Spirit of Life

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"Spirit of Life", number 123 in the Unitarian Universalist (UU) hymnal Singing the Living Tradition,[1] is "by far the most commonly sung UU song" (excepting children's recessionals).[2][3] It was written by Carolyn McDade in 1981.[1] "An outsider examining UU worship practices would almost certainly regard 'Spirit of Life' as the standard UU anthem."[2] It has been used to represent Unitarian Universalism in interfaith contexts, such as the 1993 centennial celebration of the Parliament of World Religions.[4]

McDade does not call herself a Unitarian Universalist, rather "a woman of faith"-her community is a loose community of women.[3][5]

References[edit]

  1. ^ a b Unitarian Universalist Association (2000) [1993]. Singing the Living Tradition. Boston, Massachusetts: Unitarian Universalist Association. ISBN 1-55896-260-3.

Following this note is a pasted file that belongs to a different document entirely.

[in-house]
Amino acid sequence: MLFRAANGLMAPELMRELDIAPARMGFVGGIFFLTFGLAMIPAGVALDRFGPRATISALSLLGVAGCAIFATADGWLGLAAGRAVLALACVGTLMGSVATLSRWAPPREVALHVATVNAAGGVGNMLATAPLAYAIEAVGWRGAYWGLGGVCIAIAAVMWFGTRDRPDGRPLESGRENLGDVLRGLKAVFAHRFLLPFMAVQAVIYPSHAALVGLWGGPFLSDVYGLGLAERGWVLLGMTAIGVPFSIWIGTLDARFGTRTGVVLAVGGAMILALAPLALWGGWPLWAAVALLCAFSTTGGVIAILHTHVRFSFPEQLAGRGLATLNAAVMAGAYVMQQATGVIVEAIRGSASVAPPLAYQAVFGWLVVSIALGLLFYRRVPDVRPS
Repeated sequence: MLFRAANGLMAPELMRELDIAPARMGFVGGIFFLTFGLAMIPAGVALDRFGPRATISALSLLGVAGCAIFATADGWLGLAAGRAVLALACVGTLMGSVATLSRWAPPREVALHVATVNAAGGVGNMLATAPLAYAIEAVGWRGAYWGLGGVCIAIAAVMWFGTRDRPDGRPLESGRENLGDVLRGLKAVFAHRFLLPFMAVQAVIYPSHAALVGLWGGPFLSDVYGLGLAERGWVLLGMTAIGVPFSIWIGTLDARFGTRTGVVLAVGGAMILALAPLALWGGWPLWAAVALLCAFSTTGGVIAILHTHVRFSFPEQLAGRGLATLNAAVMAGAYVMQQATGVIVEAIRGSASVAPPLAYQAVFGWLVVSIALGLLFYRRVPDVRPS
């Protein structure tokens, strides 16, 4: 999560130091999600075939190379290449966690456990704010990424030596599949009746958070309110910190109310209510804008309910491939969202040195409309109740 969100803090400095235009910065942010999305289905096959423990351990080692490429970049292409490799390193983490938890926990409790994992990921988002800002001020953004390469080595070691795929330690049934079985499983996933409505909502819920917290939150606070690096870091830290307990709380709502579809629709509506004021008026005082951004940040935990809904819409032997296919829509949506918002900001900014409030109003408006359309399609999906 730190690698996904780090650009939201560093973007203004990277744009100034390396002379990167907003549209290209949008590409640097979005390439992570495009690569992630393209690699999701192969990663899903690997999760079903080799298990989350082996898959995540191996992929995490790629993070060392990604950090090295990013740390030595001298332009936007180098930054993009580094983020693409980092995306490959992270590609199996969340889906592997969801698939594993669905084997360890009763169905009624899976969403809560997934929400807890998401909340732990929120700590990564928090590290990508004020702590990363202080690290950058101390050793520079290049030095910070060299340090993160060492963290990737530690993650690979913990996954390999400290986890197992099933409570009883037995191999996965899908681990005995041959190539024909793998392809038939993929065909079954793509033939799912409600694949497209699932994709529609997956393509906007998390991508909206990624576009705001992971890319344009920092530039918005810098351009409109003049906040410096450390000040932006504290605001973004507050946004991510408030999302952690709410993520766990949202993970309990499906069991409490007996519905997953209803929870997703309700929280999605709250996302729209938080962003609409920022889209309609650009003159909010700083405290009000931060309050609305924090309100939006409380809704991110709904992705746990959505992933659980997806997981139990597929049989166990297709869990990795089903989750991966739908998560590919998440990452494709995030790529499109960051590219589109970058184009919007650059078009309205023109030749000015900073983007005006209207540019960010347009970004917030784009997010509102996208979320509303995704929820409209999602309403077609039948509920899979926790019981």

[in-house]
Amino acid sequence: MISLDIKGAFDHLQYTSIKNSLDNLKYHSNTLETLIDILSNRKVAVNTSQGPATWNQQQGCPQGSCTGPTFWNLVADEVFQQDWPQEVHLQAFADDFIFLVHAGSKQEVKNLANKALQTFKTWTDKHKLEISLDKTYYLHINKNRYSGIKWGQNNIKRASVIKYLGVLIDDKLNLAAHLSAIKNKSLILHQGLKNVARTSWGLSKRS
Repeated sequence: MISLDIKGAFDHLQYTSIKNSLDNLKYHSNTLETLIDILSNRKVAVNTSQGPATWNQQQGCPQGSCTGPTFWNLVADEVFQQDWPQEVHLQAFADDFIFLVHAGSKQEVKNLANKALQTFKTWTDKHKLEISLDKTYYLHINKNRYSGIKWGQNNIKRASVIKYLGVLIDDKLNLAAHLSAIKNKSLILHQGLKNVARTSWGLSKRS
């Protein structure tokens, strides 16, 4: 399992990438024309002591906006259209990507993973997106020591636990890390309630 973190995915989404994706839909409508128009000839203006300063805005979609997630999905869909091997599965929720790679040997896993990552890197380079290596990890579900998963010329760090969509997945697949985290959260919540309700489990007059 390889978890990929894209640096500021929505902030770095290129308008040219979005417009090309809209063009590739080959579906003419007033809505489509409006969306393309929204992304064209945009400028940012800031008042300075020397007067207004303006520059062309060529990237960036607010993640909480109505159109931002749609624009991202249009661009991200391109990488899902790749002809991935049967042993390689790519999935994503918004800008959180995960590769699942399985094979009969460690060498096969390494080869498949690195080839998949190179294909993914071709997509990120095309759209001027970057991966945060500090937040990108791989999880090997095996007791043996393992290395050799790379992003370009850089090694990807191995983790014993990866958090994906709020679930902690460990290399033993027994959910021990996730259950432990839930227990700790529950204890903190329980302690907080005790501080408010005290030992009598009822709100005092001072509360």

2. ^ a b Commission on Appraisal of the Unitarian Universalist Association (May 2005). "Worship: How Do We Celebrate?". Engaging Our Theological Diversity. Boston, Massachusetts: Unitarian Universalist Association. p. 100. ISBN 978-1-55896-497-6. 
  3. ^ a b French, Kimberly (Fall 2007). "Carolyn McDade’s spirit of life". UU World. Unitarian Universalist Association. Retrieved September 6, 2015. 
  4. ^ Giles, John E. (1994). "How Sweet the Sound: The Role of Music in Unitarian Universalist Evangelism". In Alexander, Scott W. Salted With Fire: Unitarian Universalist Strategies for Sharing Faith and Growing Congregations. Boston, Massachusetts: Skinner House Books. p. 111. ISBN 1-55896-289-1. 
  5. ^ "Carolyn McDade Autobiography". Carolyn McDade Music. Retrieved September 6, 2015. 

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